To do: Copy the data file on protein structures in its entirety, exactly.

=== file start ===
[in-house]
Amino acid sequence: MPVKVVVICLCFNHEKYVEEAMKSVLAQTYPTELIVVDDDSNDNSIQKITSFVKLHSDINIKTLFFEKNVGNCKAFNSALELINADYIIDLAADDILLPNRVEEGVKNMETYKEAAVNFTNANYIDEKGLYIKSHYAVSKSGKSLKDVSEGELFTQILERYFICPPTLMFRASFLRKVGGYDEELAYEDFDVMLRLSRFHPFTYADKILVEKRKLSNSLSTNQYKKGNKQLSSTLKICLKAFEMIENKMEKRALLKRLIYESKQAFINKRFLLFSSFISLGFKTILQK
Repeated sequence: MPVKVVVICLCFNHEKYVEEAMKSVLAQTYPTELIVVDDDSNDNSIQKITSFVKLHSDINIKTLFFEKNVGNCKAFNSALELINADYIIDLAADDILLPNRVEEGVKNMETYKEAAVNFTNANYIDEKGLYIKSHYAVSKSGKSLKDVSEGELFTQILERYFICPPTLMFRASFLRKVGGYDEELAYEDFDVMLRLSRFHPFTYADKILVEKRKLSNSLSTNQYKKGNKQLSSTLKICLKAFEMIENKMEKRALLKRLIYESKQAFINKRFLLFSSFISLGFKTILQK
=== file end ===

[in-house]
Amino acid sequence: MPVKVVVICLCFNHEKYVEEAMKSVLAQTYPTELIVVDDDSNDNSIQKITSFVKLHSDINIKTLFFEKNVGNCKAFNSALELINADYIIDLAADDILLPNRVEEGVKNMETYKEAAVNFTNANYIDEKGLYIKSHYAVSKSGKSLKDVSEGELFTQILERYFICPPTLMFRASFLRKVGGYDEELAYEDFDVMLRLSRFHPFTYADKILVEKRKLSNSLSTNQYKKGNKQLSSTLKICLKAFEMIENKMEKRALLKRLIYESKQAFINKRFLLFSSFISLGFKTILQK
Repeated sequence: MPVKVVVICLCFNHEKYVEEAMKSVLAQTYPTELIVVDDDSNDNSIQKITSFVKLHSDINIKTLFFEKNVGNCKAFNSALELINADYIIDLAADDILLPNRVEEGVKNMETYKEAAVNFTNANYIDEKGLYIKSHYAVSKSGKSLKDVSEGELFTQILERYFICPPTLMFRASFLRKVGGYDEELAYEDFDVMLRLSRFHPFTYADKILVEKRKLSNSLSTNQYKKGNKQLSSTLKICLKAFEMIENKMEKRALLKRLIYESKQAFINKRFLLFSSFISLGFKTILQK